Photocube (2003)

In times of transition, art tends to invent new spatial perspectives. Such is the case today. As in the case of the transition to modernity, an attempt is made to „migrate“ as it were from our three-dimensional everyday perception and to outwit it in our aspiration for a Utopian outside space.

The cube is the most common model depicting the central perspective. In the case of Ben G. Fodor’s photocube, we perceive this space as real, as physical, as genuine because we have to walk around it in order to see all four images.

As a rule, cameras also reproduce the world according to the principles of central perspective.

Because of the huge amount of media images, we become embedded day-in, day-out in this traditional perspective. In practice, it doesn’t really help much even if we make ourselves conscious of the fact that we are dealing with virtual images. The photocube emphasizes this visual enclosure. The driver (played by the artist) can’t really get out – the doors and locks are missing... Nevertheless, he has disappeared from the mysterious shuttle by the fourth picture. The paradox of being inside and outside at the same time is realized to a certain extent by the increasing number of migrants (of which the artist is one):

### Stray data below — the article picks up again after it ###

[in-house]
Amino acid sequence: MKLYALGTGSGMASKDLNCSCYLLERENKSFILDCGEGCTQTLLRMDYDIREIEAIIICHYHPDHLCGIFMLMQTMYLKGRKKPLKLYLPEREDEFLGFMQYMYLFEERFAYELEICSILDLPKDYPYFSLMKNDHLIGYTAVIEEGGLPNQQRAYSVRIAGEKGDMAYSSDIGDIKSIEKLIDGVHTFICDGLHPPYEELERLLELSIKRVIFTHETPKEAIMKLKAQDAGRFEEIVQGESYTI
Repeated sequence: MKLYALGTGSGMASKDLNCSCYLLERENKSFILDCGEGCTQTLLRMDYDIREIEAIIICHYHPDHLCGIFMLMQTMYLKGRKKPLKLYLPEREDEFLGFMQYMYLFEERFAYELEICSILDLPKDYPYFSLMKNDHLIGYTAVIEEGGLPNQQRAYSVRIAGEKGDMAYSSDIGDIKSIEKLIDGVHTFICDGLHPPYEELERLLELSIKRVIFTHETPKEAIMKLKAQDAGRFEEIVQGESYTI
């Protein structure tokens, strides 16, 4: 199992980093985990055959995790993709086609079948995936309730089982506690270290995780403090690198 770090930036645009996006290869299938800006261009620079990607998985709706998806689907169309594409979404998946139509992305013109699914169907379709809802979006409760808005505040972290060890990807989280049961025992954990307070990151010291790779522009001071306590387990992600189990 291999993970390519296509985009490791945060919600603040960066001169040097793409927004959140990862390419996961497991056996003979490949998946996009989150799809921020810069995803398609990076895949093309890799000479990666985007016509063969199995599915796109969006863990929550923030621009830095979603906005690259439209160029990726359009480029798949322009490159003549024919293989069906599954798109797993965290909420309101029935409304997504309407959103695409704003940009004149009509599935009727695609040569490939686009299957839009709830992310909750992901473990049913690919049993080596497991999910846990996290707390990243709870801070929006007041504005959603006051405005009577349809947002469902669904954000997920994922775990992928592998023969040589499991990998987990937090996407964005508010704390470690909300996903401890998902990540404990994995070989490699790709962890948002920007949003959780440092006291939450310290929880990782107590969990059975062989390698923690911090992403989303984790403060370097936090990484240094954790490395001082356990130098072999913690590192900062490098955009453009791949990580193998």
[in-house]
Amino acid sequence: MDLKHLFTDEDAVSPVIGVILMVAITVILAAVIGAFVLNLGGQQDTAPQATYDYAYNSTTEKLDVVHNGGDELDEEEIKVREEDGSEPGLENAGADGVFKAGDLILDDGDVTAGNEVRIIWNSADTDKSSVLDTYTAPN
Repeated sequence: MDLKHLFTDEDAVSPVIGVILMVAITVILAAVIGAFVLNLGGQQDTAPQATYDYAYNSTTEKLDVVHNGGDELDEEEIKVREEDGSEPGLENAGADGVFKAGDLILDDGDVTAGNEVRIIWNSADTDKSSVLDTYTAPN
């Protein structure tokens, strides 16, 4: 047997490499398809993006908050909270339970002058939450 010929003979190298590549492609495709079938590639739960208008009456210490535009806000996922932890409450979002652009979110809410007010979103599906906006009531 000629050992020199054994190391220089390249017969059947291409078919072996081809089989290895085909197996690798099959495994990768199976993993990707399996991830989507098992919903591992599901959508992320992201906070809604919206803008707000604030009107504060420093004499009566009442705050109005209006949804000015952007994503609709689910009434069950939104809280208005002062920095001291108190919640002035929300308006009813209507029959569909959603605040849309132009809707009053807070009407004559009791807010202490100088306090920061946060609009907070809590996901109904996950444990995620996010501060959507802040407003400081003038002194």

They live inside and outside society at the same time. This condition which has the potential to expand a person’s horizon makes it easier for them, just as for the “residents”, to overcome the restrictions of (mental) vision and “to touch the future on its hither side“. (Homi Bhabha)

  • img_01_object_front
  • img_02_no_exit
  • img_03_object_back
  • img_04_without_door
  • img_05_Graz